As the District Court correctly held, a party seeking an adverse inference instruction based on the destruction of evidence must establish (1) that the party having control over the evidence had an obligation to preserve it at the time it was destroyed; (2) that the records were destroyed “with a culpable state of mind”; and (3) that the destroyed evidence was “relevant” to the party's claim or defense such that a reasonable trier of fact could find that it would support that claim or defense. Byrnie v. Town of Cromwell, 243 F.3d 93, 107-12 (2d Cir.2001). Similarly, where, as here, an adverse inference instruction is sought on the basis that the evidence was not produced in time for use at trial, the party seeking the instruction must show (1) that the party having control over the evidence had an obligation to timely produce it; (2) that the party that failed to timely produce the evidence had “a culpable state of mind”; and (3) that the missing evidence is “relevant” to the party's claim or defense such that a reasonable trier of fact could find that it would support that claim or defense.
RFC did not dispute in its opposition to DeGeorge's motion that it (1) had an obligation to preserve and timely produce the back-up tapes. Accordingly, the only issues before the District Court were (2) whether RFC acted “with a culpable state of mind” in failing to timely produce the e-mails and (3) whether the missing e-mails are “relevant” to DeGeorge's claim or defense such that a reasonable trier of fact could find that they would support that claim or defense.
a. The proper legal standard for determining whether RFC acted “with a culpable state of mind”
In determining whether RFC acted “with a culpable state of mind,” the District Court specifically discussed only whether RFC acted in “bad faith” or with “gross negligence.” See Trial Tr. at 1375-76. As we explicitly noted in Byrnie, however, the “culpable state of mind” factor is satisfied by a showing that the evidence was destroyed “knowingly, even if without intent to [breach a duty to preserve it], or negligently.” Id. at 109 (emphasis added). Reilly v. Natwest Markets Group, which the District Court cited, is not to the contrary; in that case we held that a “case-by-case approach to the failure to produce relevant evidence” was appropriate because “[s]uch failures occur ‘along a continuum of fault-ranging from innocence through the degrees of negligence to intentionality.’ ” 181 F.3d at 267 (quoting Welsh v. United States, 844 F.2d 1239, 1246 (6th Cir.1988)).
The sanction of an adverse inference may be appropriate in some cases involving the negligent destruction of evidence because each party should bear the risk of its own negligence. As Magistrate Judge James C. Francis, IV aptly put it,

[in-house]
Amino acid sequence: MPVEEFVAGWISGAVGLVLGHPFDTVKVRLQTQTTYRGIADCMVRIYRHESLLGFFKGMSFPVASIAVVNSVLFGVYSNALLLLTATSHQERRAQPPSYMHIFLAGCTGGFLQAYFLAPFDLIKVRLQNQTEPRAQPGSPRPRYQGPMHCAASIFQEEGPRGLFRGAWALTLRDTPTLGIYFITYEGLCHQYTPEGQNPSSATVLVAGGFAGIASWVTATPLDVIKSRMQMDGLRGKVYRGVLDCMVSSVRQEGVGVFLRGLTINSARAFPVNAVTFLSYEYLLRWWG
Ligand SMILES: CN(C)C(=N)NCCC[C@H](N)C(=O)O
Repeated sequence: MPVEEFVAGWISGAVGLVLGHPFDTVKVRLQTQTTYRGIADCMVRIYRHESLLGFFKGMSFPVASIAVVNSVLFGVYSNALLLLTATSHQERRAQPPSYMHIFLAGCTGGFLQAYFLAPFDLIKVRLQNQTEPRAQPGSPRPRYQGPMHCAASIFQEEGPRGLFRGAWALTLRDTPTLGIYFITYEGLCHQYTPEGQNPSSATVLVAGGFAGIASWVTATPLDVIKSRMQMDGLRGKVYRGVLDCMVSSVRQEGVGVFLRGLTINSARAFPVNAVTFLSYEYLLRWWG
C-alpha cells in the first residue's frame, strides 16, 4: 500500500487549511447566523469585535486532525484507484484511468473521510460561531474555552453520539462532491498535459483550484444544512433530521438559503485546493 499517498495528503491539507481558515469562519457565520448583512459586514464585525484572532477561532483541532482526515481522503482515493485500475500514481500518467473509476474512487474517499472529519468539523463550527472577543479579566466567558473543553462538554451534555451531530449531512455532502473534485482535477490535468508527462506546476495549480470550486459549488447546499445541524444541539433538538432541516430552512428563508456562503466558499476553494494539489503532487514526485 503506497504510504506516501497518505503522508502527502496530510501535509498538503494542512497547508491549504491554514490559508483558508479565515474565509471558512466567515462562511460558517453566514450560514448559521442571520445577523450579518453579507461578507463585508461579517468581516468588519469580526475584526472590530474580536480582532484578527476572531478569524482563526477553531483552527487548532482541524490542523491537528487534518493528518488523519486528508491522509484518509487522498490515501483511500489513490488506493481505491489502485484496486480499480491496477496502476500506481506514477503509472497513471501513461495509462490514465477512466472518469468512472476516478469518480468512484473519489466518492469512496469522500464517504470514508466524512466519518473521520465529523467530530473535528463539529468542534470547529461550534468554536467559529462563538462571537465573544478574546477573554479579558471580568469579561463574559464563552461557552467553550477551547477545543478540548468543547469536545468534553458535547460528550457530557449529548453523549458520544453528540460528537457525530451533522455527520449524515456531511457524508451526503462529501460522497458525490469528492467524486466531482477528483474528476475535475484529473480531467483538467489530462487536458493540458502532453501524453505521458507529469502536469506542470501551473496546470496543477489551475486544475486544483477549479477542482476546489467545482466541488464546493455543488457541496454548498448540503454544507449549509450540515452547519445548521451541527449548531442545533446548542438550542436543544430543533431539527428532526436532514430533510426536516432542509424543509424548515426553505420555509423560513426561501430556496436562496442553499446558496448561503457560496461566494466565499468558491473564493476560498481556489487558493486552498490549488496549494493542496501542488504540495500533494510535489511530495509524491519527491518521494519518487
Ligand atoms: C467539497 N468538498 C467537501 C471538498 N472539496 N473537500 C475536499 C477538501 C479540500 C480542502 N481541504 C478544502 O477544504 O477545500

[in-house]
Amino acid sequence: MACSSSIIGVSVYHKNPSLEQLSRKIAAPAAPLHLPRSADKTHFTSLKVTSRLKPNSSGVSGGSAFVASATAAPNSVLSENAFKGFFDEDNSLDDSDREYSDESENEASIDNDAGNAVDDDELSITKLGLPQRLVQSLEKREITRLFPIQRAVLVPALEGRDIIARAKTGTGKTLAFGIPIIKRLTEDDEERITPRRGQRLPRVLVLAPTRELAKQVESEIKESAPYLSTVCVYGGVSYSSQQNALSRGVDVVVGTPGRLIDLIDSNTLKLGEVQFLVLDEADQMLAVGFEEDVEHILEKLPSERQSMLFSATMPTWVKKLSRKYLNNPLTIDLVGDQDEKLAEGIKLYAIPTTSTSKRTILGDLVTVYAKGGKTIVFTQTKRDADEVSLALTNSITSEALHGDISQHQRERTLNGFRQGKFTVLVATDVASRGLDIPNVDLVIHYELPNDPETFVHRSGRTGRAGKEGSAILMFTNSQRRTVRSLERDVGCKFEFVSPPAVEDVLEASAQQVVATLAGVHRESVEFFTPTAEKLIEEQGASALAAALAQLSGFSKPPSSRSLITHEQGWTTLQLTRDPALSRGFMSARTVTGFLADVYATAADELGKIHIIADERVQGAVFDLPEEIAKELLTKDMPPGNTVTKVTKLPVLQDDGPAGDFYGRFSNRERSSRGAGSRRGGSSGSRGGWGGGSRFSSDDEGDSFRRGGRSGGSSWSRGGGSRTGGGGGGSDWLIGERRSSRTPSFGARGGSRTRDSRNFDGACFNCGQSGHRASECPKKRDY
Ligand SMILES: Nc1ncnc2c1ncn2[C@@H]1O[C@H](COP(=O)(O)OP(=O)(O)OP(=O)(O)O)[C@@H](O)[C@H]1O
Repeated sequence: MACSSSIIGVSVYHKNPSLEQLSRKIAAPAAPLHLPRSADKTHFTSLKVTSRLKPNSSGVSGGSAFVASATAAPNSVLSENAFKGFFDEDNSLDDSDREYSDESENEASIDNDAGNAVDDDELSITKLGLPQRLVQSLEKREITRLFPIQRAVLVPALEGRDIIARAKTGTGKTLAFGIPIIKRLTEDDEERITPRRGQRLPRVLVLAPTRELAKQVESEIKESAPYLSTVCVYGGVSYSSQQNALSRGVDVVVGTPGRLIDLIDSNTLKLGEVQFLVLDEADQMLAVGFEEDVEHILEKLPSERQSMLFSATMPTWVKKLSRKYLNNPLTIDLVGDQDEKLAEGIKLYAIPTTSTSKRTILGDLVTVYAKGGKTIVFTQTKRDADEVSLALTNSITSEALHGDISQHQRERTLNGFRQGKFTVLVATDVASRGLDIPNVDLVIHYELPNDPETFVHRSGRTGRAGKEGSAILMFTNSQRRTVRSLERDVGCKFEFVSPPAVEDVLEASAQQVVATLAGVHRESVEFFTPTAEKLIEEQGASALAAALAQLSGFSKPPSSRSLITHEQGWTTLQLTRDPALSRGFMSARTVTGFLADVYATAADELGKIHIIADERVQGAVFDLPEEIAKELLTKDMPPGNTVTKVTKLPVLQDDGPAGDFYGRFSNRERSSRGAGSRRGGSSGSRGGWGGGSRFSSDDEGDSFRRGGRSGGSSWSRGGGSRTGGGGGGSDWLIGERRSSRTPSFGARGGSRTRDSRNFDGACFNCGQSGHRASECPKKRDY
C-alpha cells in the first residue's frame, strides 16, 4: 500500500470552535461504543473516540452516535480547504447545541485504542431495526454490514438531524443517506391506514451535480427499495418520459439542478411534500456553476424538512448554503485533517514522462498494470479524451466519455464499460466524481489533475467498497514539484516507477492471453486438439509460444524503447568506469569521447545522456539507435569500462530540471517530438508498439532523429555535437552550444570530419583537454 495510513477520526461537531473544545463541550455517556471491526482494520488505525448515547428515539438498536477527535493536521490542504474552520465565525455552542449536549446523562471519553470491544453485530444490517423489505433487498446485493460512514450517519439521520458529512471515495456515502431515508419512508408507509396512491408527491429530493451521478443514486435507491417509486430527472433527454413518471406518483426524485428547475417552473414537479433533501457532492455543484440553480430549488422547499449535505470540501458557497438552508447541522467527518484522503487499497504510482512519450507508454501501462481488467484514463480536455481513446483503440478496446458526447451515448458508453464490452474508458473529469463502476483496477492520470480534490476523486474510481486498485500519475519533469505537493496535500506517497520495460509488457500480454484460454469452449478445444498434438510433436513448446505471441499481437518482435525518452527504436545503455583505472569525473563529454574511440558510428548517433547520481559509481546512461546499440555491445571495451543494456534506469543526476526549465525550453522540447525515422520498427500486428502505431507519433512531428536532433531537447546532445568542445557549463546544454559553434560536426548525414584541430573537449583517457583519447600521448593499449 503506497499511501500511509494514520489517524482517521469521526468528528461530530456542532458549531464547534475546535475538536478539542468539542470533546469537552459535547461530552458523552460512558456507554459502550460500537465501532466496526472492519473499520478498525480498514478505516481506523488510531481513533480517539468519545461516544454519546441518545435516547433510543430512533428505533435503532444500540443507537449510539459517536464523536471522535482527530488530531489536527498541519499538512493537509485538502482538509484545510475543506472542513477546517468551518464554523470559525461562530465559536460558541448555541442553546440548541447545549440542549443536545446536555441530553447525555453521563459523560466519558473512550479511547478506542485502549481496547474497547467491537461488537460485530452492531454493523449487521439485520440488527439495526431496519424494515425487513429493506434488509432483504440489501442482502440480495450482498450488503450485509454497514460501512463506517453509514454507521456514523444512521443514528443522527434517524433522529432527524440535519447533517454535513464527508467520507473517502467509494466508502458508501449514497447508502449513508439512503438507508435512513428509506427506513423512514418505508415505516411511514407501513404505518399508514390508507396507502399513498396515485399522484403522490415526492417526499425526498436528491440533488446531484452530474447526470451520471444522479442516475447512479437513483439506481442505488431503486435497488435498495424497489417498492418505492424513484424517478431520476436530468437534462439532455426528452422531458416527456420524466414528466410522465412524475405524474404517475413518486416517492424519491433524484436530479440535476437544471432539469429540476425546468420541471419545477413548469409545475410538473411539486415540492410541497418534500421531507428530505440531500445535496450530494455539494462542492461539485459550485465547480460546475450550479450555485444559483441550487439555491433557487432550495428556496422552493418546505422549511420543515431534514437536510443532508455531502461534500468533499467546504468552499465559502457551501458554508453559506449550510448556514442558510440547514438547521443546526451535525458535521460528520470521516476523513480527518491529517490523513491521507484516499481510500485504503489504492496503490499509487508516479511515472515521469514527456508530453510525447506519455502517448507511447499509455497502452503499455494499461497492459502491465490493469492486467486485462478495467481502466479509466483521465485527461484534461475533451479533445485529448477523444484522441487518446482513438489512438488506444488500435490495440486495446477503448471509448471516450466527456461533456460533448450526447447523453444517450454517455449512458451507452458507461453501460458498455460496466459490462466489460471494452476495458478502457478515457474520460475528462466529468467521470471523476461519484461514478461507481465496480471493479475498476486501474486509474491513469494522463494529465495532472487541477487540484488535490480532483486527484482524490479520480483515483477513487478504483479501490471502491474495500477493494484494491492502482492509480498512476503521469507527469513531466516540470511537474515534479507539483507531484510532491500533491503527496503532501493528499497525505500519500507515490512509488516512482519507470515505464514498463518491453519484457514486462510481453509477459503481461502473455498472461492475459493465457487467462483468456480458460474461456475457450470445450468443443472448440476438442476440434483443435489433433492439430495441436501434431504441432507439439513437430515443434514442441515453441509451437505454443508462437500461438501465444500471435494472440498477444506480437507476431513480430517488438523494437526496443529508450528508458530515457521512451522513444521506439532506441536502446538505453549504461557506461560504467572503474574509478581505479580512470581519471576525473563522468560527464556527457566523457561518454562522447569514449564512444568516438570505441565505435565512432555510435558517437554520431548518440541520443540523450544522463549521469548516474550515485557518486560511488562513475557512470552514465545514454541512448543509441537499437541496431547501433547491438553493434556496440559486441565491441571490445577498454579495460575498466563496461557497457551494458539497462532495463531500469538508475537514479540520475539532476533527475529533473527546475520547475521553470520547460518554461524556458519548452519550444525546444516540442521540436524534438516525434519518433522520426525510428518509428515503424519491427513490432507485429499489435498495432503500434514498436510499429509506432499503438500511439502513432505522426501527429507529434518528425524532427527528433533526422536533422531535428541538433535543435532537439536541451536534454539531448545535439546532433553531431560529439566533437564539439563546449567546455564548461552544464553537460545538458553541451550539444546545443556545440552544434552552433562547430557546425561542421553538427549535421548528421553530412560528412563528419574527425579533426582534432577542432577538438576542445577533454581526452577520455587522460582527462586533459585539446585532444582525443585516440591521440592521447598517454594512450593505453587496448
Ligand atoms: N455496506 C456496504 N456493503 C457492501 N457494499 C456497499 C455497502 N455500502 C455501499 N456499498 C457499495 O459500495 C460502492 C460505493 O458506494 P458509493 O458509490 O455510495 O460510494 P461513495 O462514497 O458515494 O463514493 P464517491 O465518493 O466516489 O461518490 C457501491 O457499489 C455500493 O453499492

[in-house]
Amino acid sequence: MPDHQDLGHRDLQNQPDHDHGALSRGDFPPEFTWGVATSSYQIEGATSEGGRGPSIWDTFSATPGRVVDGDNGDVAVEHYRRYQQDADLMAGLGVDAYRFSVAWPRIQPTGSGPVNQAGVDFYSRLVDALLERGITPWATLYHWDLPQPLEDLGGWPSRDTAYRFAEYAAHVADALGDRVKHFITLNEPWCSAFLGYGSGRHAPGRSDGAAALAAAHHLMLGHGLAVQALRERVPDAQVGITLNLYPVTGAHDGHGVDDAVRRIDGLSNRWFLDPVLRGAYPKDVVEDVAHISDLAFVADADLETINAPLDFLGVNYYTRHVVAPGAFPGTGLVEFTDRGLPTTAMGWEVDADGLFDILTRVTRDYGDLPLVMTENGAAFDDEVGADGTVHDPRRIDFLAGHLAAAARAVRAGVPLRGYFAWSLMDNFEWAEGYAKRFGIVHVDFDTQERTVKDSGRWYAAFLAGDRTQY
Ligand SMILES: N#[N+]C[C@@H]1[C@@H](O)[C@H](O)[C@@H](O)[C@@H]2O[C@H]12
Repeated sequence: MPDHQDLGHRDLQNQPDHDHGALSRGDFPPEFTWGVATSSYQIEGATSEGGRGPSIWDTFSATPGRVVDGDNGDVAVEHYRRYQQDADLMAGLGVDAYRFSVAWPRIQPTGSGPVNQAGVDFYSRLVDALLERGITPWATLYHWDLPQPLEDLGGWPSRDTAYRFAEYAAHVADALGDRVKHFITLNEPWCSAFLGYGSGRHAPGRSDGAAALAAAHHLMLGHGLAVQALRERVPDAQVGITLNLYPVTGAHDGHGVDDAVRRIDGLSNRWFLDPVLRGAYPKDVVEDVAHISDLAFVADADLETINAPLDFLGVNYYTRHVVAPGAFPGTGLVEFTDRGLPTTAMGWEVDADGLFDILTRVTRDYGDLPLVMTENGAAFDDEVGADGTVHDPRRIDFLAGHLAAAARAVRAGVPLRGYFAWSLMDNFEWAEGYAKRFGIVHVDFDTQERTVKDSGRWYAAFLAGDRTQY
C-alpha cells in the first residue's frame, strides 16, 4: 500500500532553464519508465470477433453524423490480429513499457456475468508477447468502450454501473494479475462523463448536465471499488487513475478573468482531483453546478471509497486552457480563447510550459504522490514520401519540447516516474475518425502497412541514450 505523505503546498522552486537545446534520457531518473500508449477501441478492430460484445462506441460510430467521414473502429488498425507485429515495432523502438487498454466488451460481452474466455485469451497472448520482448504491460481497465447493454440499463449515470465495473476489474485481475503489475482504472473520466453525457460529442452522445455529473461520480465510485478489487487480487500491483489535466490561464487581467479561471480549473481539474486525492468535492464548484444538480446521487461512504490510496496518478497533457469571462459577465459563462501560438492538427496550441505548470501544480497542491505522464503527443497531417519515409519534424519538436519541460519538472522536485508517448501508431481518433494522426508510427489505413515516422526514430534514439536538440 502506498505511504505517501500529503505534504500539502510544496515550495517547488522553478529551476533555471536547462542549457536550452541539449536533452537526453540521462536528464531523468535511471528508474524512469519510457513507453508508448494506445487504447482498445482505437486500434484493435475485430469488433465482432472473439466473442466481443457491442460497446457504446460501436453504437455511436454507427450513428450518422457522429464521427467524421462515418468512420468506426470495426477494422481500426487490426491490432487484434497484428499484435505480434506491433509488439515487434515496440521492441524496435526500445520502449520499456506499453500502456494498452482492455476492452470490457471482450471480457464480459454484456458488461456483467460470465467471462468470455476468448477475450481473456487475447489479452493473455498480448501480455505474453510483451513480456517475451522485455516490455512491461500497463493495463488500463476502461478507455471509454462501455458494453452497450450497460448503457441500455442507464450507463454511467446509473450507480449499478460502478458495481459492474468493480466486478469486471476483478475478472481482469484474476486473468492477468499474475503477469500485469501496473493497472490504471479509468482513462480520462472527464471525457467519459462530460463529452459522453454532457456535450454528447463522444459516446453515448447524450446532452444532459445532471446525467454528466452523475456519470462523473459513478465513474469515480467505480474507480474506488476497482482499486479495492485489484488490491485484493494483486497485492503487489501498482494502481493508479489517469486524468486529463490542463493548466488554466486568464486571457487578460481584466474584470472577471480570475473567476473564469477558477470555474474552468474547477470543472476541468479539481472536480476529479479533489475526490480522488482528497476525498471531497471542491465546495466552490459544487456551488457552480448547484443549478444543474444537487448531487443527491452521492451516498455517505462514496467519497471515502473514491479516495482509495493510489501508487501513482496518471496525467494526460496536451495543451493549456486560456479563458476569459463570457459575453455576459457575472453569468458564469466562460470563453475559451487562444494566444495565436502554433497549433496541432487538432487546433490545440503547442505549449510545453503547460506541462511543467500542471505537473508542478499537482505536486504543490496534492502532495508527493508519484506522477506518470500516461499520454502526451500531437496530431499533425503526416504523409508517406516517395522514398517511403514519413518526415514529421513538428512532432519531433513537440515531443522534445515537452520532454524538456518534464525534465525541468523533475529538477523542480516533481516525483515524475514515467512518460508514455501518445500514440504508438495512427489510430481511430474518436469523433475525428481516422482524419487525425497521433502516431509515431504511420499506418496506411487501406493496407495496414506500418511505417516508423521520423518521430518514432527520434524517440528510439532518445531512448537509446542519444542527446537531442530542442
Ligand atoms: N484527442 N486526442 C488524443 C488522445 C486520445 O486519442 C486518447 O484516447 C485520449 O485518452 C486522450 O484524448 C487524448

[The] sanction [of an adverse inference] should be available even for the negligent destruction of documents if that is necessary to further the remedial purpose of the inference. It makes little difference to the party victimized by the destruction of evidence whether that act was done willfully or negligently. The adverse inference provides the necessary mechanism for restoring the evidentiary balance. The inference is adverse to the destroyer not because of any finding of moral culpability, but because the risk that the evidence would have been detrimental rather than favorable should fall on the party responsible for its loss.
Turner v. Hudson Transit Lines, Inc., 142 F.R.D. 68, 75 (S.D.N.Y.1991). See generally Kronisch v. United States, 150 F.3d 112, 126 (2d Cir.1998) (stating that an adverse inference instruction serves the remedial purpose, “insofar as possible, of restoring the prejudiced party to the same position he would have been in absent the wrongful destruction of evidence by the opposing party”).
Although the District Court properly cited Reiley and Turner, it explicitly analyzed only whether RFC acted in “bad faith” or with “gross negligence.” It is therefore unclear whether the District Court applied the proper legal standard. Ordinarily, we would remand for clarification of this issue, but, in view of our analysis of the remaining issues in this case, such clarification is unnecessary.
b. The proper legal standard for determining whether DeGeorge adduced sufficient evidence that the missing e-mails are “relevant”
Although we have stated that, to obtain an adverse inference instruction, a party must establish that the unavailable evidence is “relevant” to its claims or defenses, Byrnie, 243 F.3d at 109; Kronisch, 150 F.3d at 128, our cases make clear that “relevant” in this context means something more than sufficiently probative to satisfy Rule 401 of the Federal Rules of Evidence.3 Rather, the party seeking an adverse inference must adduce sufficient evidence from which a reasonable trier of fact could infer that “the destroyed [or unavailable] evidence would have been of the nature alleged by the party affected by its destruction.” Kronisch, 150 F.3d at 127; Byrnie, 243 F.3d at 110. Courts must take care not to “hold[ ] the prejudiced party to too strict a standard of proof regarding the likely contents of the destroyed [or unavailable] evidence,” because doing so “would subvert the ․ purposes of the adverse inference, and would allow parties who have ․ destroyed evidence to profit from that destruction.” Kronisch, 150 F.3d at 128; Byrnie, 243 F.3d at 110.